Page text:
Predictive Modeling & Small Commercial Insurance Risk Assessment
Predictive modeling is effective as a risk assessment tool in personal insurance, but acceptance in commercial insurance has been relatively slow, even for small commercial. When an insurance carrier hesitates to integrate predictive modeling, it’s usually results from a lack of resources or understanding about how to build an effective model.
Predictive modeling is still a mystery, causing many organizations wondering how to introduce and integrate it into their business operations. Rationale needs to encompass:
– Will our executive leadership understand the basics of predictive modeling and support its use?
– Will the potential benefits justify the investment of company assets and resources?
– Do we have the necessary expertise to build a predictive model, and if not, what options exist?
– Do we have enough data to build a predictive model?
– What data sources should be considered for use in the model?
– How long will it take to design and build the model?
– What will our front line underwriters and, more importantly, our agents think?
– How will we know if our predictive modeling project is a success?
Predictive Modeling & Product Development Lifecycle Process
When implementing predictive modeling the carriers face one of the following dilemmas:
– Lack of expertise or data to build and incorporate their own models into the operations workflow
– Capability to build predictive models, but unable to incorporate them into the operations workflow
– Unable to build their own models but adept at implementing vendor or consultant-built models
– Sophisticated at building and implementing predictive models within their operations
Carriers successful at leveraging the benefits of predictive modeling typically apply a product development lifecycle process to ensure adoption and use. And, they identify the problem they must solve then determine whether or not predictive modeling can help solve it. Before starting this phase, two significant conditions must be met:
– Establish executive sponsorship
– Establish a cross-functional team for the modeling project
Strong executive sponsorship is critical to success through applying the resources and budget needed on the project. It also requires solid team from all impacted functions (including sales, underwriting, product management, claims, IT, actuary and analytics) all engaged and participating to integrate predictive modeling into the workflow. This team is then responsible for:
– Identifying and validating the business problems to be solved
– Generating ideas about how to solve these problems with predictive modeling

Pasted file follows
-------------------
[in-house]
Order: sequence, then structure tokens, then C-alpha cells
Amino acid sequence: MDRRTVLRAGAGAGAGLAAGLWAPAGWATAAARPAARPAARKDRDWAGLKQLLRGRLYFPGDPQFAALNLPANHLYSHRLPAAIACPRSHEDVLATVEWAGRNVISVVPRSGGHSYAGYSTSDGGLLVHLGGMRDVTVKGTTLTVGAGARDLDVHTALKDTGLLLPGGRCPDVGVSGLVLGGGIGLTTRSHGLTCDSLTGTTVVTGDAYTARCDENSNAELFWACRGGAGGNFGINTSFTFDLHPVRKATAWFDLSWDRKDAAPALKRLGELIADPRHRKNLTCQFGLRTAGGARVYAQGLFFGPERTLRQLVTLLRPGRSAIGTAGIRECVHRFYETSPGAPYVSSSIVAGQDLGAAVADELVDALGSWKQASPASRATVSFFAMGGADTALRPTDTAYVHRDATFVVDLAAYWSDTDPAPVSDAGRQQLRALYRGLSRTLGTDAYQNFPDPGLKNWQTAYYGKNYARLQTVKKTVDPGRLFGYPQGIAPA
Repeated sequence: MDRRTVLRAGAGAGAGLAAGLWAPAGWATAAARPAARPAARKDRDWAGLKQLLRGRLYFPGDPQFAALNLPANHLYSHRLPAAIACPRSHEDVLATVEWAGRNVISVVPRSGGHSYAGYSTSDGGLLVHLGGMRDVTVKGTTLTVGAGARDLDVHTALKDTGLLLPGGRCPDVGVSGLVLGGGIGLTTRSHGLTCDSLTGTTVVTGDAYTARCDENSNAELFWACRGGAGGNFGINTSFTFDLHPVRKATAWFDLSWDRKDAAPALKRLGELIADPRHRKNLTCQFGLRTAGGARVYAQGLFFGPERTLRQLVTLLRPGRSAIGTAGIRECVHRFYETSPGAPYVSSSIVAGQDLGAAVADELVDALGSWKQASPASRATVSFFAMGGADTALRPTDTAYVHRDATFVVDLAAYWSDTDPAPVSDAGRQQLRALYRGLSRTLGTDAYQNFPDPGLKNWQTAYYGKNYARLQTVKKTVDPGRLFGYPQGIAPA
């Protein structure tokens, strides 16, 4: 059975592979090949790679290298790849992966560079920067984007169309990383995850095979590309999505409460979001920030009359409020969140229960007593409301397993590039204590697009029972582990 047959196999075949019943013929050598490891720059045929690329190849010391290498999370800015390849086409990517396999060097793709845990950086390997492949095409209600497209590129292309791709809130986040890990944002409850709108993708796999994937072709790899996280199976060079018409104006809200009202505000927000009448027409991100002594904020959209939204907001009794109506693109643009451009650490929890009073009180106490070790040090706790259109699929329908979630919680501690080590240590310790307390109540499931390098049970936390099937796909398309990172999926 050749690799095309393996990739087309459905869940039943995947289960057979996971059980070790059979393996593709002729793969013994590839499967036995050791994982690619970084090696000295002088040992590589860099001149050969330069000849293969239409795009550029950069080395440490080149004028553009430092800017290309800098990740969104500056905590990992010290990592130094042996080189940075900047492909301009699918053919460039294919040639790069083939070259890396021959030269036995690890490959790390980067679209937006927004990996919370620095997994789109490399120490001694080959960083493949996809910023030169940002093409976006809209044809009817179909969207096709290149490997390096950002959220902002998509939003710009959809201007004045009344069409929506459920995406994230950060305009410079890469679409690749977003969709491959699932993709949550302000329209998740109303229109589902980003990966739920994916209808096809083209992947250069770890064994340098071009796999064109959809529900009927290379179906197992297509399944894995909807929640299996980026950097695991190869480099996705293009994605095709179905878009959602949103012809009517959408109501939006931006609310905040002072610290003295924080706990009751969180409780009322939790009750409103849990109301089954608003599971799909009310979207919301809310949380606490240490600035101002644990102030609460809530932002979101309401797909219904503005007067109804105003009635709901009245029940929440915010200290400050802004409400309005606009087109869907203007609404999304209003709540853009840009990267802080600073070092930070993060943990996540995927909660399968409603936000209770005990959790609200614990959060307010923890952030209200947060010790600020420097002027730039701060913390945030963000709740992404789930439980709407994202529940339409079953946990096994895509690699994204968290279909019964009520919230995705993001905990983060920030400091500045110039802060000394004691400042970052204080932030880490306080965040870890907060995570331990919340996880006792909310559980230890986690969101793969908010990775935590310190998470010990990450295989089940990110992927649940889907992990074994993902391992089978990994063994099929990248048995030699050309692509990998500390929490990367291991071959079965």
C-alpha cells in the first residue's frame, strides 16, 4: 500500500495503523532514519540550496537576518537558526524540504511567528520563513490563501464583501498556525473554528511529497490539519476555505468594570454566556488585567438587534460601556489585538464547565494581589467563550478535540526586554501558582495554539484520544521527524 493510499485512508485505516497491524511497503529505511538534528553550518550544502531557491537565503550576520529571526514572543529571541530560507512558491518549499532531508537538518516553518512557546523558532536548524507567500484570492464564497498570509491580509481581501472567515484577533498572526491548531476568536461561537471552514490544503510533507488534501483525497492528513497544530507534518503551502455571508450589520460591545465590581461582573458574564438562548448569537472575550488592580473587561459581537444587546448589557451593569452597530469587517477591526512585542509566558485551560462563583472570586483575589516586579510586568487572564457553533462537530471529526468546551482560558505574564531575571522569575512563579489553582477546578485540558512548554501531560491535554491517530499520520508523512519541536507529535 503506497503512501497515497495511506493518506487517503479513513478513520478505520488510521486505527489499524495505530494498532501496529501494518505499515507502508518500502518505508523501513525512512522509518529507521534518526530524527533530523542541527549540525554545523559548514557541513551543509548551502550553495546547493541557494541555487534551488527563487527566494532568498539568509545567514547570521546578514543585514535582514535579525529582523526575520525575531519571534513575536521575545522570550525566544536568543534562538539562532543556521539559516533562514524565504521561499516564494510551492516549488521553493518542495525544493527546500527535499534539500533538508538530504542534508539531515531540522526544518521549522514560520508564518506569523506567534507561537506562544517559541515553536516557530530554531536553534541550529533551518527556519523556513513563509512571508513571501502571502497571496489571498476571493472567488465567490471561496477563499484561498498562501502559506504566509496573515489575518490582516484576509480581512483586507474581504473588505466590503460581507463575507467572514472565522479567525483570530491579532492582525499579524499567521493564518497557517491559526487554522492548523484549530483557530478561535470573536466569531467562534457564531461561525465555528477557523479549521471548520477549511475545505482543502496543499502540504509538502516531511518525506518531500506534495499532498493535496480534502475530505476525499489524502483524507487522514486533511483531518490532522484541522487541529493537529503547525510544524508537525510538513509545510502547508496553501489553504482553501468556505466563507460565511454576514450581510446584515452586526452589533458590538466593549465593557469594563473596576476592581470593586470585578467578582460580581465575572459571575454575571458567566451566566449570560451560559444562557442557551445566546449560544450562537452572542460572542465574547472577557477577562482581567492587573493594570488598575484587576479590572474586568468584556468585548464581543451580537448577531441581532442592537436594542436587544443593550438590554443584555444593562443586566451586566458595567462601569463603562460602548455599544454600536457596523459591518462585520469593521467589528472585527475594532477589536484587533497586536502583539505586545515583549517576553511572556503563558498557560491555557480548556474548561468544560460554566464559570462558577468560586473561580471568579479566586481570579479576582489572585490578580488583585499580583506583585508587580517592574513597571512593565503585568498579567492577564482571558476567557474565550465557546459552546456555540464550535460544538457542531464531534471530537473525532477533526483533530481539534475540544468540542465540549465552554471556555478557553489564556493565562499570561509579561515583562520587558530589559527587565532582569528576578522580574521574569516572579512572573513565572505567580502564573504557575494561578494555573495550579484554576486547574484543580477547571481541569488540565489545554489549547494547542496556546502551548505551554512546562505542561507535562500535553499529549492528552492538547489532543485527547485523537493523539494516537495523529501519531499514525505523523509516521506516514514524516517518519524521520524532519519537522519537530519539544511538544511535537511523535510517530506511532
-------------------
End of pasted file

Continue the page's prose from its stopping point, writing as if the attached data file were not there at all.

– Selecting the best ideas to implement
– Showcasing the benefits of predictive modeling
– Pinpointing what costs will be incurred
– Determining if the costs of solving a problem with predictive modeling justify the cost or going elsewhere
– Exploring how the model works in conjunction with business operations; which benchmarks and measures will be
applied to assess the model’s success
– Establishing buy-in
Design and Development
Many insurance carriers are building different types of predictive models used for risk selection, pricing, claims fraud detection, claims subrogation potential, etc. For small commercial, there is a growing movement to use predictive modeling for risk assessment and pricing via an “insurance score” that ranks order risks in terms of loss propensity. This approach is a three-steps process: Data Exploration, Model Creation & Validation, and Regulatory Review.
Here different groups work together to evaluate which data sources to use and which sources correlate with the target. For small commercial risk assessment, insurance loss is typically the target. The working group responsible for data exploration includes business analysts, statistical modelers, IT resources and a member of the regulatory team― often the carrier’s product manager.
With many third-party data sources to consider when building a model for small commercial risk assessment, commercial credit is a very popular approach because it’s sourced from two commercial credit bureaus. For a micro business, biz owner consumer credit is a commonly used data source as well. Public records on either the business owner or business are another popular source for assessing risk. Many carriers integrate prior loss and/or geospatial data into their predictive models.
Model Creation / Validation
When building a predictive model, carriers require a large sample of data to train their model to predict the target and test and validate that it works. The data must include the variable – the target that is being predicted. This sample data has two distinct sets: Training data and Testing data.
Training data – The training data is used to identify which variables correlate with the target being predicted and what weightings should be applied to those variables within the predictive model. While many variables may correlate with the target, mitigate the use of these correlating variables since predictor variables can create unstable model weights.